AOPA counters call for permanent N.Y. airspace restrictions
AOPA was quick to respond to New York Senator Charles Schumer's proposal that the FAA close the Hudson River corridor to VFR traffic. During a press conference last week, Schumer said the temporary flight restriction (TFR) that will be imposed around New York City during the Republican National Convention should be made permanent, creating a New York Air Defense Identification Zone (ADIZ) like Washington, D.C.'s. "If they can do it for Washington, they can do it for New York," Schumer said.
"It doesn't work for Washington; it won't work for New York," was the gist of the message AOPA President Phil Boyer sent back to Schumer. He pointed out that the Washington ADIZ has been an operational nightmare for both controllers and pilots. "Several of your colleagues in the House at a recent hearing noted that the ADIZ has done nothing to enhance security in the D.C. area other than placing undue hardship and what could be perceived as harassment of local pilots," Boyer said in a letter to Schumer.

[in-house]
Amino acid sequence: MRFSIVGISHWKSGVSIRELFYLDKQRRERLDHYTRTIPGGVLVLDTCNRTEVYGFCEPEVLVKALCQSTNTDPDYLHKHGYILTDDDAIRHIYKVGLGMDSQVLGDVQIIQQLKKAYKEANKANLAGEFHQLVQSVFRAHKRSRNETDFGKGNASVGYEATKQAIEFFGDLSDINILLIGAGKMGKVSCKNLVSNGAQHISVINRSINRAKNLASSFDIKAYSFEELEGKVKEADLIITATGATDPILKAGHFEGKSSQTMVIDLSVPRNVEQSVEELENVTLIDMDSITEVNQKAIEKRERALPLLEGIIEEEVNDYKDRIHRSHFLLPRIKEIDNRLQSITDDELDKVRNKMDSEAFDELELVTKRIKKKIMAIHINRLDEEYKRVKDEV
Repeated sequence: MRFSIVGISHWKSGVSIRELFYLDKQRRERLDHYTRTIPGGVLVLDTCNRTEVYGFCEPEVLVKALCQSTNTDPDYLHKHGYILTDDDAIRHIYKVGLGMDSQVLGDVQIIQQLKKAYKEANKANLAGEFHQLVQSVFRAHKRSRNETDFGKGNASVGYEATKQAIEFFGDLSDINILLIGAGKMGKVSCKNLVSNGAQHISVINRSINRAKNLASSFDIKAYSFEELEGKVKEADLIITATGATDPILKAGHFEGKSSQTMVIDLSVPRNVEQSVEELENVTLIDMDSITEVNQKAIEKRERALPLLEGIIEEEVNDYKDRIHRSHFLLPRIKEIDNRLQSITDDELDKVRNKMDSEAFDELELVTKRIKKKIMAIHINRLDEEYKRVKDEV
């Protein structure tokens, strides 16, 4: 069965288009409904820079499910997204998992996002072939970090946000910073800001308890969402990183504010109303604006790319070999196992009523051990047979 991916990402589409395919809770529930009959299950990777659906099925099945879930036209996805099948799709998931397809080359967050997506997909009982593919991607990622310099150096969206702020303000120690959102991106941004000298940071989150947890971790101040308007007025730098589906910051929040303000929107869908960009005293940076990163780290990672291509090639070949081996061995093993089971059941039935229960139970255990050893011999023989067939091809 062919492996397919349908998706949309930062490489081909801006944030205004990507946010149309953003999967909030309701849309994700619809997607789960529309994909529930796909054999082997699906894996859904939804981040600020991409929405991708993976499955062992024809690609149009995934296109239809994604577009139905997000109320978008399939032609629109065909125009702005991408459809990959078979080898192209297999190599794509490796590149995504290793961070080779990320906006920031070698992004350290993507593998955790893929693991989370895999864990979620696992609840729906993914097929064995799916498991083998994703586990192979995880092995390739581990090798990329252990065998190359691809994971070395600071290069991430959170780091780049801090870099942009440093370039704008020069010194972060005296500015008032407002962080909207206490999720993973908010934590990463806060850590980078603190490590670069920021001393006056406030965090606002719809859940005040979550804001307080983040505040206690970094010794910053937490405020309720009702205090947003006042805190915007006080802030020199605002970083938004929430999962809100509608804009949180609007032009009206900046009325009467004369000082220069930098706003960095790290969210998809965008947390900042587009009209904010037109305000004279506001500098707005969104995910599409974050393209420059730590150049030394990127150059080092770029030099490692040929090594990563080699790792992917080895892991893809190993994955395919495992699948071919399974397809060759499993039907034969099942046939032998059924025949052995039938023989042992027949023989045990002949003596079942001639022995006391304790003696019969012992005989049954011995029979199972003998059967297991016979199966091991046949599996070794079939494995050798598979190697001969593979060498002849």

Boyer also said that "the Transportation Security Administration, the agency responsible for all aviation security, recently stressed that it does not consider 'general aviation aircraft and airports to be a threat,' in and of themselves." And he pointed out that when security agencies have credible information dictating the need for additional airspace security, they will impose temporary restrictions as needed.
AOPA reiterated all of the steps taken by both industry and the government to enhance general aviation security since the events of September 11, 2001. "AOPA has taken the leading role in protecting the nation's general aviation infrastructure by investing more than $700,000 in an 'Airport Watch' program," Boyer told Schumer.
"AOPA has shown a commitment to work with the government to enhance aviation security," Boyer concluded. "However, our members, many of them your constituents, are concerned with your call for unnecessary permanent airspace restrictions over New York."
July 22, 2004